(Reuters) Boeing Co said on Wednesday it would deliver fewer planes in 2016 and forecast earnings below expectations, sending shares tumbling as much as 10 percent to a more than two-year intraday low.
The world’s biggest planemaker also reported weaker fourth-quarter profit, mainly due to a charge announced last week for slowing production of the 747-8 jumbo.
Boeing expects to deliver 740 to 745 planes in 2016, its centenary year, down from a record 762 in 2015. It will build fewer 737s as it shifts that factory to the upgraded 737 MAX. It also is cutting 747-8 output in response to weak demand.
The 737 production cut surprised analysts who had expected Boeing to maintain rates during the transition rather than potentially cede delivery market share to rival Airbus SA.
Boeing said it plans to increase production of 737s to 57 a month in 2019, a new target roughly in line with the 60-per-month target Airbus announced in October for its competing A320 jetliner.
Boeing also said it would cut 777 production to seven a month in 2017, reflecting slower sales and the need to transition to the 777X model, with new engines, new composite wings and technologies from the 787 model, due out by 2020.
Analysts said the 737 production slowdown would reduce 2016 earnings, but they wanted more details from Boeing. Technical problems halted Boeing’s conference call before analysts could ask questions, and it was scheduled to resume Wednesday afternoon.
Boeing forecast 2016 core earnings, excluding some pension and other costs, between $8.15 and $8.35 per share, below the average analyst estimate of $9.43, according to Thomson Reuters I/B/E/S.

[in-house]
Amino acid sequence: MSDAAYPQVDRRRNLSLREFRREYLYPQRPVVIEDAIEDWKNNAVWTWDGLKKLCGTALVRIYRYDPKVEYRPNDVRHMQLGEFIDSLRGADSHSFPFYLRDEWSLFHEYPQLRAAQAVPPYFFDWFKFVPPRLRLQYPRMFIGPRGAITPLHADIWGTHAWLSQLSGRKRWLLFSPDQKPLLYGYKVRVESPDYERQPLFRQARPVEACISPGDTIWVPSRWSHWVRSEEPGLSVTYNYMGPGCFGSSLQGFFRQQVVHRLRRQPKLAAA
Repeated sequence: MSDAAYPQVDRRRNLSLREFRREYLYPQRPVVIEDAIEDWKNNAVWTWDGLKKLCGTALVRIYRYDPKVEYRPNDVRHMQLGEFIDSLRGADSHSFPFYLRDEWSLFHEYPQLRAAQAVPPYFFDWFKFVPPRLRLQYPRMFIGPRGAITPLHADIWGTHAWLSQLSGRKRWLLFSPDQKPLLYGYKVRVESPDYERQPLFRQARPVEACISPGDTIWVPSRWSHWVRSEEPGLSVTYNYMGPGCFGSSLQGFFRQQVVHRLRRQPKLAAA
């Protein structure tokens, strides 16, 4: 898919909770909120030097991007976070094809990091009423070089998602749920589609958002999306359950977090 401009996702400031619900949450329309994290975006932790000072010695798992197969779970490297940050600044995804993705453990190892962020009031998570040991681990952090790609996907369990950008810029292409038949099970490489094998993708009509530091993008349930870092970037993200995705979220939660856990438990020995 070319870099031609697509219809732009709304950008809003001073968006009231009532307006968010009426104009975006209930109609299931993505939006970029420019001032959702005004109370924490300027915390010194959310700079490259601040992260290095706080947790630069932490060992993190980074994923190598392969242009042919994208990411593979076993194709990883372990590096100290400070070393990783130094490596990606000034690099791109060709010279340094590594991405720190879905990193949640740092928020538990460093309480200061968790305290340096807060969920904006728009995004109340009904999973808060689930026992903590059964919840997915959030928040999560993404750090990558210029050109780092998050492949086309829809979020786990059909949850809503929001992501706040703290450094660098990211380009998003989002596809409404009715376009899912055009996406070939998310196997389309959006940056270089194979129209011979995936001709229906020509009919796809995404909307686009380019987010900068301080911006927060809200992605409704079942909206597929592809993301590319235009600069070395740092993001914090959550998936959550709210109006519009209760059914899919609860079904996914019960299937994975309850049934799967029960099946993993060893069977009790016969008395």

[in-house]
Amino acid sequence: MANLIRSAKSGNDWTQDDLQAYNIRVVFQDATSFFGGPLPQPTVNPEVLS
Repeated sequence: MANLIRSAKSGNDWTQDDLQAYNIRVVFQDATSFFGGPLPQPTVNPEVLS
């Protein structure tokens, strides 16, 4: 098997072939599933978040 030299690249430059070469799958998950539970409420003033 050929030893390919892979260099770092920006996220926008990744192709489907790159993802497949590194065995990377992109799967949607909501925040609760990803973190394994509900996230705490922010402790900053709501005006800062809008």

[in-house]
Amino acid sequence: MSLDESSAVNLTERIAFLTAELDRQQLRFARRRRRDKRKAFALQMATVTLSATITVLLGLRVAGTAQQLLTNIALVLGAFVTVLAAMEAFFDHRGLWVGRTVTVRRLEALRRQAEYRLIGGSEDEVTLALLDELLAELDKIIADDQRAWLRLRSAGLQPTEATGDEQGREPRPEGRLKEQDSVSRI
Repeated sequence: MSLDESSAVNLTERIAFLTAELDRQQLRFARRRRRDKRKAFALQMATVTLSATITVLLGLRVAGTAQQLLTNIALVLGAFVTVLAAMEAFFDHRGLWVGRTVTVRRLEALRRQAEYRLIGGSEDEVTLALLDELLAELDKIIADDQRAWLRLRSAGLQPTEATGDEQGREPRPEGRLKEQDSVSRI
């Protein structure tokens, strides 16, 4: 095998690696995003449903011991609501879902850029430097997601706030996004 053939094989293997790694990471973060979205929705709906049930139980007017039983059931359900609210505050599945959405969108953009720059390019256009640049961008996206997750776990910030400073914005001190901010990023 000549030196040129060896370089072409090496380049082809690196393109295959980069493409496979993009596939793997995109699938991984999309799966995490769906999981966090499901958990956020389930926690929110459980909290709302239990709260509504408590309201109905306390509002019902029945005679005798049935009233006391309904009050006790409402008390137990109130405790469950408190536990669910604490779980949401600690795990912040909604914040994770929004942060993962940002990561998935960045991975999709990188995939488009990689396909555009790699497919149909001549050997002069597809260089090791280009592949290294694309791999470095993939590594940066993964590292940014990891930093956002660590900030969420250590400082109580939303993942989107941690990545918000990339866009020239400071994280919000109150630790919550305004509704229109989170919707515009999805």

Its forecast for about $10 billion in operating cash flow in 2016 raised concern among analysts.
Boeing’s net income fell to $1.03 billion, or $1.51 per share, in the fourth quarter, from $1.47 billion, or $2.02 per share, a year earlier.
Core earnings declined to $1.60 per share from $2.31, reflecting a charge for slowing production of the 747-8 jumbo jet. Wall Street looked for core earnings of $1.26 per share, according to Thomson Reuters I/B/E/S.
Both figures reflected the aftertax charge of $569 million, or 84 cents a share, for cutting 747-8 output to six planes a year from 12, starting in September 2016.
Fourth-quarter revenue fell about 4 percent to $23.57 billion. Analysts expected $23.53 billion, according to Thomson Reuters I/B/E/S.
Shares were down almost 7.4 percent at $118.52 on the New York Stock Exchange and fell as low as $115.02. Its 52-week high is $158.83.